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Adjaye Associates: The Latest Architecture and News

David Adjaye Unveils Plans for New Studio Museum in Harlem

British architect David Adjaye is set to submit plans for new Studio Museum in Harlem. Designed to replace the 47-year-old museum's existing facility on Manhattan's West 125th Street, the new $122 million proposal will more than double the museum's space, allowing it to become a premier center for contemporary artists of African descent.

According to the New York Times, Adjaye was chosen to design the museum due to his sensitivity regarding the artists and surrounding neighborhood, which in turn inspired the project; the project's main space will feature a four-story, multi-use core marked by an "inverted stoop" that will act as an inviting "living room" and host for public programs.

“I wanted to honor this idea of public rooms, which are soaring, celebratory and edifying — uplifting,” he told the New York Times. “Between the residential and the civic, we learned the lessons of public realms and tried to bring those two together.”

David Adjaye’s Temporary Museum Hosts "All the World's Future's" at Venice's 56th International Art Exhibition

A temporary pavilion designed by London-based firm Adjaye Associates is housing a selection of works for the 56th International Art Exhibition, "All the World's Futures," in Venice. Curated by Okwui Enwezor, the exhibition explores the numerous ways in which art can be experienced in "an unfolding of typologies." Adjaye Associate's temporary museum seeks to parallel Enwezor's curatorial vision, and is nestled within a 316-meter-long, 16th-century ship-building warehouse in the Arsenale district.

Courtesy of Adjaye Associates Courtesy of Adjaye Associates Courtesy of Adjaye Associates Courtesy of Adjaye Associates + 8

David Adjaye Unveils Major Residential Development Planned for Johannesburg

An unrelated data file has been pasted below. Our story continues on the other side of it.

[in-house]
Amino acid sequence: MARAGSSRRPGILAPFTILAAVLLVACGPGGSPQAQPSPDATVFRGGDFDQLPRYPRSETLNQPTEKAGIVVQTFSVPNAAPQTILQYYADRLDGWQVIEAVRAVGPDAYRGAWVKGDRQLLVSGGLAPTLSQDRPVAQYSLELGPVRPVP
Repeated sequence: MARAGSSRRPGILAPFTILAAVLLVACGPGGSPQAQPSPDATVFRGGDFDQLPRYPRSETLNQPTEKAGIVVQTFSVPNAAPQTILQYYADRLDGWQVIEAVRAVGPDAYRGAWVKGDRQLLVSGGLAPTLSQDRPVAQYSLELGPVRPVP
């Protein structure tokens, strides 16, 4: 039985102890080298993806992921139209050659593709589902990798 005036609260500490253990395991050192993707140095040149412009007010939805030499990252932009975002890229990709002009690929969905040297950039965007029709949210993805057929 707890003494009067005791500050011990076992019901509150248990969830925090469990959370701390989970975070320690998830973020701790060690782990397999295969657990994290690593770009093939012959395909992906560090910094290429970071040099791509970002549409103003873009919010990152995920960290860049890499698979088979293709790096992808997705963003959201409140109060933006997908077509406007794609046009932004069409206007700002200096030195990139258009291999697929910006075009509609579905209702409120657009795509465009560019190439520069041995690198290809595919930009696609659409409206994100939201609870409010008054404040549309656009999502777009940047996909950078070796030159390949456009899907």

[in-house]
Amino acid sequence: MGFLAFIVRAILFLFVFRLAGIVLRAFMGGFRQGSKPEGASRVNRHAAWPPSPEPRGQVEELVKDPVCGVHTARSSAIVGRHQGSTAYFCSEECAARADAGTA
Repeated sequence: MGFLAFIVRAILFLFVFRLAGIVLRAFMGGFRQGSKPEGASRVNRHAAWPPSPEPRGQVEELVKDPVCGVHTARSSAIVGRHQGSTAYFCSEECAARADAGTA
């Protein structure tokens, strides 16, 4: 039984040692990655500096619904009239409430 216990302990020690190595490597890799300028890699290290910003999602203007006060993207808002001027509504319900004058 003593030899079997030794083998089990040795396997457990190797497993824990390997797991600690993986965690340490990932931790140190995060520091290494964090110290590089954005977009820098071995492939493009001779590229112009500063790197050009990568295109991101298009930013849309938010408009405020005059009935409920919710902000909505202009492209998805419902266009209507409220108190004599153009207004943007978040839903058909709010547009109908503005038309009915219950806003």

Adjaye Associates has announced plans to transform a 17-floor post-modernist structure in Johannesburg’s central business district into a luxury mixed-use building that will be known as the “Hallmark House.” Scheduled for completion mid-2016, the project aims to “combine an African aesthetic with a contemporary vision” and form a new typology for urban living.

“The transformation of Hallmark House is an opportunity to apply fresh thinking to urban community and to address changing lifestyles with a more fluid approach to the way we inhabit cities,” says David Adjaye.

First Images of David Adjaye’s £600 Million Piccadilly Redevelopment Plan

Images have been released of what will be one of Adjaye Associates’ largest UK commissions - London’s £600 million Piccadilly Redevelopment. The competition-winning scheme, selected over proposals by Rem Koolhaas, Jean Nouvel and Frank Gehry, will replace a post-war office building on 70-73 Piccadilly with a mixed-use project designed for Crosstree Real Estate Partners.

More images after the break...

7 Architects Designing a Diverse Future in Africa

As the legacy of the Cold War fades and Western preeminence gradually becomes a thing of the past, population booms in Asia followed by the growth of a vast non-western middle class have seriously challenged the Western perception of the world. The East has become the focal point of the world’s development.